Trinity Laban Conservatoire of Music & Dance is strongly committed to diversity in all elements and it has a mission to constantly challenge the status quo. Venus Blazing is a great example of just how it can do this. It will encourage and inspire its students – many of whom will go on to shape the future of the performing arts – to engage with the historic issue of gender imbalance in music by women, and ensure that it does not continue into the next generation. I welcome this bold initiative to raise awareness of the disparity that has long existed in music and shine a light on music that has so frequently been overlooked. I am also greatly looking forward to hearing some of the musical treasures by women I might not otherwise have had the chance to hear.

Radio 3 are also putting in a shift – joining forces with academics to bring to light the work of five forgotten women composers.

Labour would punish firms for not closing the gender pay gap

This Comment piece from Dawn Butler, shadow Women & Equalities secretary, is very much worth a read.

It can be read alongside the Guardian’s story here:

A New Normal

My colleague Lucy Lamble has been at the London School of Economics in London this morning, where Danish development cooperation minister, Ulla Tørnæs, one of the people who set up the She Decides movement in response to Trump’s Global Gag rule, has called for a “new normal” in the face of pushbacks to women’s rights over their sexual and reproductive rights:

International Women’s is a day to celebrate the incredible journey millions of women and girls around the world have taken. A journey towards a life in dignity, with equal opportunities, freedom and prosperity. [A hundred years ago, for the first time the British Parliament passed an act granting most women – yet not all – the right to vote. Look at you now. What a long way we have come.

But the journey is far from over. For many girls and women, the journey has not yet even started.] In several parts of the world, gender equality and women’s enjoyment of human rights is but a distant hope. And women’s rights are even under increasing pressure. Various conservative and religious movements globally are adding pressure. This needs to change. We cannot, and should not, accept the setbacks we now see. All of us have a responsibility to act. To stand up and fight for those millions of girls and women, who do not enjoy the same fundamental human rights as we do.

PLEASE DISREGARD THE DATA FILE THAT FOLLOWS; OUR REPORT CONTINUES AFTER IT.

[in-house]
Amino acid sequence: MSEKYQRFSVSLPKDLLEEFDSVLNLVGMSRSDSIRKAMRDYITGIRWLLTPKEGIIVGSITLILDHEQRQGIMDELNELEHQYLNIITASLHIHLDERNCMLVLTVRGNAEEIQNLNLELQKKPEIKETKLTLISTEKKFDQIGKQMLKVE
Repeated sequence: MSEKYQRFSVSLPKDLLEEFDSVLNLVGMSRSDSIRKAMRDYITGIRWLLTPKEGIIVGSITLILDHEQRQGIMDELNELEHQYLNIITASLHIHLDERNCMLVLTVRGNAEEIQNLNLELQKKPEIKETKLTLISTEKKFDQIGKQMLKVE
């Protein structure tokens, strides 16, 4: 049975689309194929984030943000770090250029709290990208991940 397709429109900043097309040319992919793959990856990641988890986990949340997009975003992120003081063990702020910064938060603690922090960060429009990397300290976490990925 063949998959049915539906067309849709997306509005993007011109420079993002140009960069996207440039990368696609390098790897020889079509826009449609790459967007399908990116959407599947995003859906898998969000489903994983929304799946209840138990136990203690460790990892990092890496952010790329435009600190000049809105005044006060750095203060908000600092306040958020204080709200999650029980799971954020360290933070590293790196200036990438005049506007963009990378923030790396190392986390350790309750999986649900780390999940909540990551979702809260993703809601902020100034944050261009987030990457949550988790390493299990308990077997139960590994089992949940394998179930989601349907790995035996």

Last week in Pretoria, Denmark and South Africa co-hosted the first “SheDecides-one-year-on -conference’ with a special focus on youth. In Pretoria, representatives from governments, parliaments, civil society, bright academics, and – notably – young people from North and South, all committed to stand up collectively to a vision of a New Normal. A New Normal where women and girls can decide freely about their own bodies. Their own lives. And their own futures. Where SheDecides. Without question.

Action is needed for women and girls – but really to the benefit of us ALL.

Empty desks at El Pais

Spanish newspaper El Pais has posted this rather cool little video, explaining that they are not fully staffed today because of the women’s strike.

And showing the empty desks of female journalists who have not come into work today. ¡Qué bueno !

Cut price news for French mesdames

This is rather cute from French left-leaning newspaper Libération

To draw attention to the gender pay gap in France, which is 25% according to the paper, they are selling today’s edition at two different prices. Women get a 25% discount at the newsstand. Bravo!

Women’s Strike UK

If you fancy getting involved in some radical action in the UK today, it’s worth taking a look at this Facebook post from the Women’s Strike Assembly – UK and following @Women_Strike


Señoras in Spain showing the world how it’s done

Women in Spain are taking part in the county’s first nationwide “feminist strike” to mark International Women’s Day, reports Sam Jones in Madrid. Some are downing tools for the whole day, while others are stopping for a two-hour stretch (from 11.30 to 13.30 or from 16.00 to 18.00).

But the action goes beyond the traditional workplace: women are also being encouraged to abandon their unpaid work – such as cleaning, social care and child care – to show how unfairly these tasks are distributed.